[Python-Dev] CALL_ATTR, A Method Proposal

Glyph Lefkowitz glyph@twistedmatrix.com
Fri, 14 Feb 2003 06:02:42 -0600 (CST)

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I have an idea that may result in significant optimization of python.  However,
I have an incomplete understanding of what's involved, and I haven't had enough
time to puzzle out enough of Python's internals to write up a full PEP
describing this.

Method calls appear are a full 20% slower (simple benchmark included) than
function calls, and Python function calls are already pretty slow.  By my
understanding, one of the reasons for the difference is that if you have a
method call like this:

    a = A()

what's really happening is something along the lines of:

    temp = new.instancemethod(getattr(a.__class__, "b"), a, A)

This causes an unnecessary memory allocation: since the instancemethod object
is immediately being created, then called, then garbage collected.  Looking at
the output of dis.dis, I can see there are also 3 bytecodes being evaluated
rather than 1.

My proposal is to treat method calls as syntactically different from function
calls.  Rather than x.y() being completely synonymous with getattr(x, "y")(),
it could be analogous to 'x.y = z' or 'del x.y'.  For symmetry with these
statement types, the new bytecode could be called CALL_ATTR.

I think this is an important thing to consider as systems like Zope and Twisted
move towards using component models and Interfaces in Python.  The fact that
direct function calls are so much faster puts efficiency directly at odds with
structured flexibility.  With a method call primitive comparable to function
calls, most python code, especially in systems that make heavy use of
inter-object communication patterns, would immediately get as much as a 15%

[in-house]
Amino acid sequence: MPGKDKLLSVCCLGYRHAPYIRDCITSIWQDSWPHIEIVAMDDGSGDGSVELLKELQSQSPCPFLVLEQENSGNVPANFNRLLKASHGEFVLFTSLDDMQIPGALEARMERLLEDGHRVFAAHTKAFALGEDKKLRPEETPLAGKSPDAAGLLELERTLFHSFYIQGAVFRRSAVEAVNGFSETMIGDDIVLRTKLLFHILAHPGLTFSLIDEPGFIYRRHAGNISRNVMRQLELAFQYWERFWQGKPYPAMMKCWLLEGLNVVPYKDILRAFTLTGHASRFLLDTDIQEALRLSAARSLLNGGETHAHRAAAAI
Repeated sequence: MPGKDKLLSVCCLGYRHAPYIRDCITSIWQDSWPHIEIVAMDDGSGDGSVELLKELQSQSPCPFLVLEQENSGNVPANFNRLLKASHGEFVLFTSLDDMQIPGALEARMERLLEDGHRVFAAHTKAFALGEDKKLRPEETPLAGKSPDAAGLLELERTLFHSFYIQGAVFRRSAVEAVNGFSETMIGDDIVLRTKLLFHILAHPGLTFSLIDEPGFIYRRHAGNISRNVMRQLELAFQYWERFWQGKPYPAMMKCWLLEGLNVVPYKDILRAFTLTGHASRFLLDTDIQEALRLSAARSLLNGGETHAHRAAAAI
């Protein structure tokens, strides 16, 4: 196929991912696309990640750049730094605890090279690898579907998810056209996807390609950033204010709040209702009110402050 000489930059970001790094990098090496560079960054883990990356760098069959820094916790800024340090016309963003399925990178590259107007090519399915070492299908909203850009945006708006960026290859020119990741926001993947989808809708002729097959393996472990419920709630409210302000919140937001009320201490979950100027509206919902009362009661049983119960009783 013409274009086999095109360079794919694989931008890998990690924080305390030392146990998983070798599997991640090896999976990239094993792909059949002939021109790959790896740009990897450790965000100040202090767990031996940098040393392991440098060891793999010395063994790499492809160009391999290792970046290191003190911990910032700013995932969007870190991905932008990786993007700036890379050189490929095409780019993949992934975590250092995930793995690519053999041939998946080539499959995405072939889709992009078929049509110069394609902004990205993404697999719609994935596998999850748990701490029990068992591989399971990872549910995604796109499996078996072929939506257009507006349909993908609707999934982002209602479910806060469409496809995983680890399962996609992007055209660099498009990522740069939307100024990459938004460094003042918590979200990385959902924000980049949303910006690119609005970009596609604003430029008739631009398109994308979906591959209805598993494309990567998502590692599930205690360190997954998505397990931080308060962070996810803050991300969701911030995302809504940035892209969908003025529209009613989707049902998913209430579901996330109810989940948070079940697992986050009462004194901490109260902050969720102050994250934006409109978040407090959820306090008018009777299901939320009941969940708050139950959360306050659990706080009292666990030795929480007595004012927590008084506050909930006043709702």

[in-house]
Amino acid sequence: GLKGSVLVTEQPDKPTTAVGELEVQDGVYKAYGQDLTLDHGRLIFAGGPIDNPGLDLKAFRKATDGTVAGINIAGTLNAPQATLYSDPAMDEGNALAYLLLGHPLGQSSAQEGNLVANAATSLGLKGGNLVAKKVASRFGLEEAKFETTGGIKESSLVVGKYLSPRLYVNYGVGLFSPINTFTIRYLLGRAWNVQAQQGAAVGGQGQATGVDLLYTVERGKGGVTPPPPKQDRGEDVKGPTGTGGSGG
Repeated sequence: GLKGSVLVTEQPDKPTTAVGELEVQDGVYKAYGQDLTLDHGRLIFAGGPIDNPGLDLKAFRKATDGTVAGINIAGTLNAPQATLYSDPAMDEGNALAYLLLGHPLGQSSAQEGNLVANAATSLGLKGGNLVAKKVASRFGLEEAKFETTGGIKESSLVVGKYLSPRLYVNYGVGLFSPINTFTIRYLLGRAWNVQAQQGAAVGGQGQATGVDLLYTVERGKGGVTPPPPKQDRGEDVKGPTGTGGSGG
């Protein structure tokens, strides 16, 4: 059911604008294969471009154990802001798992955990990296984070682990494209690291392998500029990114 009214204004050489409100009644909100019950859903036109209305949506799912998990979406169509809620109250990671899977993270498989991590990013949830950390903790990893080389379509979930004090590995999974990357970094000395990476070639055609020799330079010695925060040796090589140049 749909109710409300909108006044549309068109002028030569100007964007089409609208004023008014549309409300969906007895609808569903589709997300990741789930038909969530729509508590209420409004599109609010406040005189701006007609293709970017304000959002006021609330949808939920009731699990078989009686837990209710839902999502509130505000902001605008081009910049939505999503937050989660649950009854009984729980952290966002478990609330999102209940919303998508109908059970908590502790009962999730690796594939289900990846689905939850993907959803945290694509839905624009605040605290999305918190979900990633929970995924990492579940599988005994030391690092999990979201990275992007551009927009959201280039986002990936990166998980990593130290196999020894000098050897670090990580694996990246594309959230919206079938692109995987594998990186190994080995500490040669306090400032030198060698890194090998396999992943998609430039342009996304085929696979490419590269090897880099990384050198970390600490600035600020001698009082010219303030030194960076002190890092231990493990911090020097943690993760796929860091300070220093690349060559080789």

speed boost.

CALL_ATTR should be implementable with no impact on existing python code,
except bytecode hacks.  It should be possible to retain a fully
backwards-compatible __getattr__ method, for places where method objects are
used (including the C API).  Likewise, the default __callattr__ could be set up
to first check if __getattr__ is defined, then the instance's dictionary or
__slots__.  For additional speed gains, new-object-model classes could set
'__fast_methods__ = True' and gain a semantic distinction between __getattr__
and __callattr__.

Better still, I think that Jython could use the subtle semantic change
to make Java reflection less expensive.  (Java's `new' is more expensive than
C's `malloc', after all.)

I have a sneaking suspicion that this would also be good for security purposes.
I haven't yet come up with a specific case where this is a big deal, but I
think capability-style data-hiding would be simplified if filtering
method-calls were different from filtering attributes.

I hope this idea is useful to some of you,

 |    <`'>    |  Glyph Lefkowitz: Traveling Sorcerer   |
 |   < _/ >   |  Lead Developer,  the Twisted project  |
 |  < ___/ >  |      http://www.twistedmatrix.com      |

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import time

class A:
    def b(self):

def b(self):

a = A()

def wallclock(f):
    then = time.time()
    now = time.time()
    elapsed = now - then
    return elapsed

NCALLS = 1000000

def methods():
    for x in xrange(NCALLS):

def functions():
    for x in xrange(NCALLS):

print wallclock(methods)
print wallclock(functions)

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% python2.0 methods.py 
% python2.1 methods.py 
% python2.2 methods.py 
% jython methods.py 


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